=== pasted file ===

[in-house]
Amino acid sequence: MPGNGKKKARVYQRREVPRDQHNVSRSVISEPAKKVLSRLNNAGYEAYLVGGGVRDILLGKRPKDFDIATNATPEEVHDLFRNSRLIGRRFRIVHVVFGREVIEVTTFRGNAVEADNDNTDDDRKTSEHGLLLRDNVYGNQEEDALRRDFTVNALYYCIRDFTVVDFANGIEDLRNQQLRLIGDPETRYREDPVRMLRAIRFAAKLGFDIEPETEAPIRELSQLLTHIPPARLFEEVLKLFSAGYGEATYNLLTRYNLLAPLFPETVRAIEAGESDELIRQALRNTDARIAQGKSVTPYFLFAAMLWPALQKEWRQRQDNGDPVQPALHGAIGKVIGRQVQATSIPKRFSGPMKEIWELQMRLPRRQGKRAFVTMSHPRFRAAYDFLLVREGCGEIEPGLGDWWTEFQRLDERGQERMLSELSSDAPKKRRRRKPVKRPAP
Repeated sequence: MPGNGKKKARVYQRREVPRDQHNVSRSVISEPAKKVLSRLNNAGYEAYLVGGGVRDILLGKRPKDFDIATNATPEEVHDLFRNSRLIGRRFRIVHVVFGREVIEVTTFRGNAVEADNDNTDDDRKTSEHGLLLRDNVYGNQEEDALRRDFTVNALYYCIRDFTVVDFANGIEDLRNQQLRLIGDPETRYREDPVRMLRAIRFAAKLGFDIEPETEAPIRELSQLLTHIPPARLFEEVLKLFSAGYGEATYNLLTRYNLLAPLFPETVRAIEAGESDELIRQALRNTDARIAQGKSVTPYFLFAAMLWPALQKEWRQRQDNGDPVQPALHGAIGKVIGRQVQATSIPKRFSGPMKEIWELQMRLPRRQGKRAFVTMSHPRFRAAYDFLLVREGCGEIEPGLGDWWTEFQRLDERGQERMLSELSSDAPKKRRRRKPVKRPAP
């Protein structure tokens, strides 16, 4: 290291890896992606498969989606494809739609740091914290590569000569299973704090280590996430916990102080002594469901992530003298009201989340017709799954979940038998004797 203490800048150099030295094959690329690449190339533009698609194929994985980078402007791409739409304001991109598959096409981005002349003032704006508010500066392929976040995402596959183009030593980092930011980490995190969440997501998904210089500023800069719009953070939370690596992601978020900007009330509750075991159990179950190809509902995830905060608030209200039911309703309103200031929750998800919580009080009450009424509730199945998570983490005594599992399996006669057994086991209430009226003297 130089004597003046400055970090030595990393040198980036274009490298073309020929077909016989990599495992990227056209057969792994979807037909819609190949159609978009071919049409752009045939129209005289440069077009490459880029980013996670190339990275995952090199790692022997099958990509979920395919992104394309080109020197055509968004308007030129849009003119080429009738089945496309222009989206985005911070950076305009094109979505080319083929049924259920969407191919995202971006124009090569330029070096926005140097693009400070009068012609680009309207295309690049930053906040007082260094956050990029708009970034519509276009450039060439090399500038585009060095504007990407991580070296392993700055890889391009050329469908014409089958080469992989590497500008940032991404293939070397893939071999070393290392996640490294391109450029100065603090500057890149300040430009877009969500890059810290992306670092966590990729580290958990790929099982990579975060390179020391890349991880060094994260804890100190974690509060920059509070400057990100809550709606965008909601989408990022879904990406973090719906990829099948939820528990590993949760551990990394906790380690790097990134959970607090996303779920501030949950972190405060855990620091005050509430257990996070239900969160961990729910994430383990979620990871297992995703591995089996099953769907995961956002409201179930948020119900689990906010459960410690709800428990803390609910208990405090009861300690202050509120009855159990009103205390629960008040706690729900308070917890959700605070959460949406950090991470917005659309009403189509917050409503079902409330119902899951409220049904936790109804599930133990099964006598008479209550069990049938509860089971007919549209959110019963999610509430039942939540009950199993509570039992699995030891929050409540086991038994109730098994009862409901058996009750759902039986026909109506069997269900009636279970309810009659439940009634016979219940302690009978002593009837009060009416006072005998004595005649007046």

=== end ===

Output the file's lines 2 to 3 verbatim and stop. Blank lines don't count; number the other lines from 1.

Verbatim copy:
Amino acid sequence: MPGNGKKKARVYQRREVPRDQHNVSRSVISEPAKKVLSRLNNAGYEAYLVGGGVRDILLGKRPKDFDIATNATPEEVHDLFRNSRLIGRRFRIVHVVFGREVIEVTTFRGNAVEADNDNTDDDRKTSEHGLLLRDNVYGNQEEDALRRDFTVNALYYCIRDFTVVDFANGIEDLRNQQLRLIGDPETRYREDPVRMLRAIRFAAKLGFDIEPETEAPIRELSQLLTHIPPARLFEEVLKLFSAGYGEATYNLLTRYNLLAPLFPETVRAIEAGESDELIRQALRNTDARIAQGKSVTPYFLFAAMLWPALQKEWRQRQDNGDPVQPALHGAIGKVIGRQVQATSIPKRFSGPMKEIWELQMRLPRRQGKRAFVTMSHPRFRAAYDFLLVREGCGEIEPGLGDWWTEFQRLDERGQERMLSELSSDAPKKRRRRKPVKRPAP
Repeated sequence: MPGNGKKKARVYQRREVPRDQHNVSRSVISEPAKKVLSRLNNAGYEAYLVGGGVRDILLGKRPKDFDIATNATPEEVHDLFRNSRLIGRRFRIVHVVFGREVIEVTTFRGNAVEADNDNTDDDRKTSEHGLLLRDNVYGNQEEDALRRDFTVNALYYCIRDFTVVDFANGIEDLRNQQLRLIGDPETRYREDPVRMLRAIRFAAKLGFDIEPETEAPIRELSQLLTHIPPARLFEEVLKLFSAGYGEATYNLLTRYNLLAPLFPETVRAIEAGESDELIRQALRNTDARIAQGKSVTPYFLFAAMLWPALQKEWRQRQDNGDPVQPALHGAIGKVIGRQVQATSIPKRFSGPMKEIWELQMRLPRRQGKRAFVTMSHPRFRAAYDFLLVREGCGEIEPGLGDWWTEFQRLDERGQERMLSELSSDAPKKRRRRKPVKRPAP